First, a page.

Star-K Certification Kashrus Seminars to Benefit Kehillos from Lakewood to Louisville

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By Margie Pensak

Portland, Oregon and Richmond, Virginia, were just two of the locales that participants traveled from to attend Star-K Kosher Certification’s back-to-back seminars in its Baltimore offices. The 13th Annual Star-K Kashrus Training Program was held August 1-4, followed by the Food Service Kashrus Training Seminar, August 8-10. Both certificate programs featured a Q & A session with Star-K Rabbinic Administrator Rav Moshe Heinemann, as well as a variety of lectures by Star-K Kashrus Administrators, tours of Star-K-certified establishments, hands-on vegetable checking practicums, and an optional visit – led by Food Service Kashrus Training Seminar coordinator Rabbi Sholom Tendler- to Kreider Farms, home of Pride of the Farm milk, in Lancaster, PA. The first seminar even included a live nikkur demonstration of a calf.

Rabbi Yitzy Mandel and Rabbi Simcha Snaid, kollel yungeleit from Yeshiva Chofetz Chaim in Queens, New York, found the Kashrus Training Program invaluable in preparation for their post-Tisha B’Av move to Louisville, Kentucky, where they hope to rejuvenate Yiddishkeit for the 8,500 Jews living there.

“The more informed we are, the better we are able to give over the information,” noted Rabbi Snaid, the new rov of Congregation Anshei Sfard. He anticipates using what he learned for the Shabbos Project they are planning in a hotel, as well as for their new organization, KITE, Kentucky Institute for Torah Education.

“The seminar was informative, engaging, and hands-on,” shared Rabbi Mandel. “I have no doubt that I will use this information and spread it to the world.”

Rabbi Rephael Yehuda Frankel and Rabbi Dovid Norman, both of whom learn and answer shailos at the Bais Horaah of Lakewood, also participated in the seminar.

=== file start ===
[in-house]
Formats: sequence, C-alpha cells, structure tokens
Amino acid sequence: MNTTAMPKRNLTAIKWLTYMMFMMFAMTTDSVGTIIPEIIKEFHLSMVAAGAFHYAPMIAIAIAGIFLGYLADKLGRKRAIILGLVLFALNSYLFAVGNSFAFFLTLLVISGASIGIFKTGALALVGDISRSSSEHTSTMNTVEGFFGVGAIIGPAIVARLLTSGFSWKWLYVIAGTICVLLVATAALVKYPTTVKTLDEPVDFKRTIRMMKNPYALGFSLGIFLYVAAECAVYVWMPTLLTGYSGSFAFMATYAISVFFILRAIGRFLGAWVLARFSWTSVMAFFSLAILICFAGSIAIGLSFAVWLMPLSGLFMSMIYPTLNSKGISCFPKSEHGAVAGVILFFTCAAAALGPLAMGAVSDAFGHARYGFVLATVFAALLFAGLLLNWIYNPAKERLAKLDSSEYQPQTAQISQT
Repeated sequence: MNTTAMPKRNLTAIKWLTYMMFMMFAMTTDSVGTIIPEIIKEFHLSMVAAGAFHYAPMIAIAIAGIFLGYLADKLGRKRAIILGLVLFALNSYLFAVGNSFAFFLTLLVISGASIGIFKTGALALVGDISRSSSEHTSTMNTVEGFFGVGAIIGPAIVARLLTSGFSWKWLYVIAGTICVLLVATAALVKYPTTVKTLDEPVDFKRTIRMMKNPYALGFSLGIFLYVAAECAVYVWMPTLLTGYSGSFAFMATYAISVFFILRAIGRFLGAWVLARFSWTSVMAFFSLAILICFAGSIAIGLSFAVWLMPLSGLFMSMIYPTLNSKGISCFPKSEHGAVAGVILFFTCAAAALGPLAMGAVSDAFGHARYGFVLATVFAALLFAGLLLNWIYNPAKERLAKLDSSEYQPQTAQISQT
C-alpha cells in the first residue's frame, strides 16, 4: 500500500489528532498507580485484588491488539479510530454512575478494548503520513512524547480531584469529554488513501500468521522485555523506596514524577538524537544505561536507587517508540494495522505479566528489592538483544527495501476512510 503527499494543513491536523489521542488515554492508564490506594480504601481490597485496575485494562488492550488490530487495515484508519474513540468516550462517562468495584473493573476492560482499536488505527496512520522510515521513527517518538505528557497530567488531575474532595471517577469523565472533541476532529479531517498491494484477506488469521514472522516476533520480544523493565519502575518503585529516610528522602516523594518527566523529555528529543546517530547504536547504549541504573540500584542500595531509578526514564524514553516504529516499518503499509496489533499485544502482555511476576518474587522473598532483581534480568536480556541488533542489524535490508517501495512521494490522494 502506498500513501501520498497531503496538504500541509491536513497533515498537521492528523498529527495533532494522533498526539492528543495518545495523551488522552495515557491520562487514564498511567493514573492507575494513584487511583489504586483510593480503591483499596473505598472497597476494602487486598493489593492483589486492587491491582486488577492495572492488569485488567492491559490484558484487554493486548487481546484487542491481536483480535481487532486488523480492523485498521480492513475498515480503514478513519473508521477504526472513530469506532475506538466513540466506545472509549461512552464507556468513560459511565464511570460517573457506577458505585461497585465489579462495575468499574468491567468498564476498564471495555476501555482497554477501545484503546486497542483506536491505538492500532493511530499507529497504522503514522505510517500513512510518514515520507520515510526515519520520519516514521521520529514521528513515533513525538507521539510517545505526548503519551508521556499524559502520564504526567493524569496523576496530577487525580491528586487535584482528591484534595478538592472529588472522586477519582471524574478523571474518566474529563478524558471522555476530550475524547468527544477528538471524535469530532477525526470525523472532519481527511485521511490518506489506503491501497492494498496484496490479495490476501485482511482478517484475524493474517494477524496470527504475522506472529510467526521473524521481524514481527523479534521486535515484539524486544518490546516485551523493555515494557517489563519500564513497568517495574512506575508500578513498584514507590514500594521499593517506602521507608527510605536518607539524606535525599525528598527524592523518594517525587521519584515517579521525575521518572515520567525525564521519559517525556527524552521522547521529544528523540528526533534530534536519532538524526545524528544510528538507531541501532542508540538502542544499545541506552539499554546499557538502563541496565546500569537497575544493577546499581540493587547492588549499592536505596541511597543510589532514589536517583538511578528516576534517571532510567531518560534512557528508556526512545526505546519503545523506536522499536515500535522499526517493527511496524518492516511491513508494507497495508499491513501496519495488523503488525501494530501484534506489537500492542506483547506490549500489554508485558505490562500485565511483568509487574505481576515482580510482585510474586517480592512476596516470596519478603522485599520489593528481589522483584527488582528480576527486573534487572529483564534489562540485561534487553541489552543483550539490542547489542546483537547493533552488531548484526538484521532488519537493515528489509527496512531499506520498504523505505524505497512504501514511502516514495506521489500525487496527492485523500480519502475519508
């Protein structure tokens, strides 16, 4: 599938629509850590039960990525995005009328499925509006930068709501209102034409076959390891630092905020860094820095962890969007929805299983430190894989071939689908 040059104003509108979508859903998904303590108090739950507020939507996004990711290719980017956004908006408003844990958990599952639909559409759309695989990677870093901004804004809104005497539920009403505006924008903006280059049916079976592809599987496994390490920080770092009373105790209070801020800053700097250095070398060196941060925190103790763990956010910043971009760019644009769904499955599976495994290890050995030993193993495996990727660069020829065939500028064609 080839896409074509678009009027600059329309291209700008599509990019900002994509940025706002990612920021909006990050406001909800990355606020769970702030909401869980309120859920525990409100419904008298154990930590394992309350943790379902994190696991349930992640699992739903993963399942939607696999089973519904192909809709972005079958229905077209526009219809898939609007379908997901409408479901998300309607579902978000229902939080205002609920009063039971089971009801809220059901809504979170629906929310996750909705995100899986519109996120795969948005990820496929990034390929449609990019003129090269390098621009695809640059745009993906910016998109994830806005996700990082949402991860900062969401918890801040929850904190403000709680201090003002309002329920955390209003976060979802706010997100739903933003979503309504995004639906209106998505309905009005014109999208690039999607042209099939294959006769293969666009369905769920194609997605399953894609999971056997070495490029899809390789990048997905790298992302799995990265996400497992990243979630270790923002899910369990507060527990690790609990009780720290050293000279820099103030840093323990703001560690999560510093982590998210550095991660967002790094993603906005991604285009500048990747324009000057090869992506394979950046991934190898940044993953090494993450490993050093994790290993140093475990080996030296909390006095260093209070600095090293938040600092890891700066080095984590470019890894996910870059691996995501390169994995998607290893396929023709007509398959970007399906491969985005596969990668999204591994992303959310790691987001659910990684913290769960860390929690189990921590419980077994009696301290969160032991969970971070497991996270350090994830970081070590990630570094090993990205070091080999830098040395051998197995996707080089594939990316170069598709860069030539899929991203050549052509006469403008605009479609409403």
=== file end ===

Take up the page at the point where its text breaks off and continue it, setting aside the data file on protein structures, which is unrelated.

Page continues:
“People very often call Bais Horaah to ask kashrus questions,” said Rabbi Frankel. “When it’s a bigger question, you can always refer them to agencies, but I learned the basic knowledge of how things run, what’s a question and what’s not a question, and what things are more simple and more complicated, to know how to guide people… I enjoyed the seminar very much. It was very well run. In the short amount of time they had, they packed a lot of nice things into it and it definitely helped educate us a lot.”

The Star-K Food Service Seminar provided something that the Kashrus Training Program didn’t: a separate section for female mashgichos. Ilene Paley, of Richmond, Virginia, a first-time attendee, says she has called Star-K’s Kashrus Hotline with her shailos three or four times a month for the past 12 years in her capacity as the mashgicha of the local JCC and her shul, Keneseth Beth Israel.

Other food service seminar participants attended for a variety of reasons. Pauline Kleinburg of Cherry Hill, New Jersey, works with the Cherry-K Vaad, overseeing the Kosher Experience in ShopRite and Rita’s Ices. She hopes that her knowledge of kashrus will help grow her Jewish community.

Entrepreneur Leah Mikeladze, who produces Dips by Leah, came because of the “huge achrayus” she has in ensuring that her customers receive the level of kashrus they expect and deserve.

Rhonda Lehman, of Silver Spring, Maryland, had a four-fold purpose in mind when she signed up: to help ensure the highest level and standard of kashrus for the chesed events she organizes and coordinates; to educate others on kashrus issues or concerns; to be a volunteer mashgicha for those who can’t afford one; and to help establishments become kosher certified.

Baltimorean Eve Messing, a newly retired teacher, wanted to explore the field of kashrus to see if it was something she would want to go into.

Although Rabbi Ahron Kushner commutes daily – 1,000 miles a week – from Cleveland Heights to Canton, Ohio, where he is the rov of Agudas Achim Congregation, he did not hesitate to put on the extra mileage to attend the food service seminar. “In Shulchan Aruch, it doesn’t talk about deep fryers and steam kettles. You really have to be there to see it,” said Rabbi Kushner. “Kashrus is important and the Star-K has a lot of policies that are dummy-proof.”

“It is both humbling and inspiring that so many people travelled so far to further their knowledge of kashrus,” noted Rabbi Tendler. “Star-K’s mission has always been to help educate as many people about kashrus as possible. To be able to have a hand in enhancing kashrus in so many communities is something that is a privilege for us.”

“As we celebrate our ‘bar mitzvah,’ our 13th year of seminars, we are deeply grateful to Hashem that we are able to serve the kosher world in this way,” remarked Star-K Kashrus Administrator Rabbi Zvi Goldberg, coordinator of the Kashrus Training Program. “Our graduates occupy positions in kashrus or the rabbinate throughout the world. Many keep in touch with us for updates on kashrus or consultations with our staff. We are now working on our next 13 years, im yirtzeh Hashem.

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{Matzav.com}

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